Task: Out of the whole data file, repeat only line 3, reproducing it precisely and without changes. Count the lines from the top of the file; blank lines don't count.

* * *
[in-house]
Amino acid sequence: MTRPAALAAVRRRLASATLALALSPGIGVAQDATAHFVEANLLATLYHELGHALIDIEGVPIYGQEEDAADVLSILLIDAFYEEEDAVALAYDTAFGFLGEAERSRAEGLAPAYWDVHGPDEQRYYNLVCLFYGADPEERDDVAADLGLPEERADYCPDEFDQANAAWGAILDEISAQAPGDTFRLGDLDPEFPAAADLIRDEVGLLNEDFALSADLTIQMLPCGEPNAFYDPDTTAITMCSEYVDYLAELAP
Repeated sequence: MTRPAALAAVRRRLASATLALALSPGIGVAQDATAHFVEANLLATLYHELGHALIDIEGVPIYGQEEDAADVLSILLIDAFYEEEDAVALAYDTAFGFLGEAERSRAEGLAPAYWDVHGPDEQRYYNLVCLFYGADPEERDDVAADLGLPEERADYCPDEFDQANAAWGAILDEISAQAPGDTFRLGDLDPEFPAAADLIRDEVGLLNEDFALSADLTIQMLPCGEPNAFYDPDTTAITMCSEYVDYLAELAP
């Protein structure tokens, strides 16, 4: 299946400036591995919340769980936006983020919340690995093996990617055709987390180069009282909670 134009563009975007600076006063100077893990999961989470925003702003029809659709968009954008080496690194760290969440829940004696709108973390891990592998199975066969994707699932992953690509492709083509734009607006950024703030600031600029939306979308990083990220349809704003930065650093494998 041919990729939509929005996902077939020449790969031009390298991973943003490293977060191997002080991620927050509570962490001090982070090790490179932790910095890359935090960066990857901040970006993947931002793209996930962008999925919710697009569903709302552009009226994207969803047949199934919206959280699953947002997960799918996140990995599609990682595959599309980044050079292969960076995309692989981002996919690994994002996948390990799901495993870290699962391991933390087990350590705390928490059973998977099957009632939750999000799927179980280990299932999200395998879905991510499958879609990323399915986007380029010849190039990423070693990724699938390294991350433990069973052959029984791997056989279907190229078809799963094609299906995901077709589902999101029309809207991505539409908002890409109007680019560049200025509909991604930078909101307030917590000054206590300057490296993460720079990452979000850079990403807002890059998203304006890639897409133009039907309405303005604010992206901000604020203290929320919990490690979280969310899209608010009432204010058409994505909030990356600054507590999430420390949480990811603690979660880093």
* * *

Repeated sequence: MTRPAALAAVRRRLASATLALALSPGIGVAQDATAHFVEANLLATLYHELGHALIDIEGVPIYGQEEDAADVLSILLIDAFYEEEDAVALAYDTAFGFLGEAERSRAEGLAPAYWDVHGPDEQRYYNLVCLFYGADPEERDDVAADLGLPEERADYCPDEFDQANAAWGAILDEISAQAPGDTFRLGDLDPEFPAAADLIRDEVGLLNEDFALSADLTIQMLPCGEPNAFYDPDTTAITMCSEYVDYLAELAP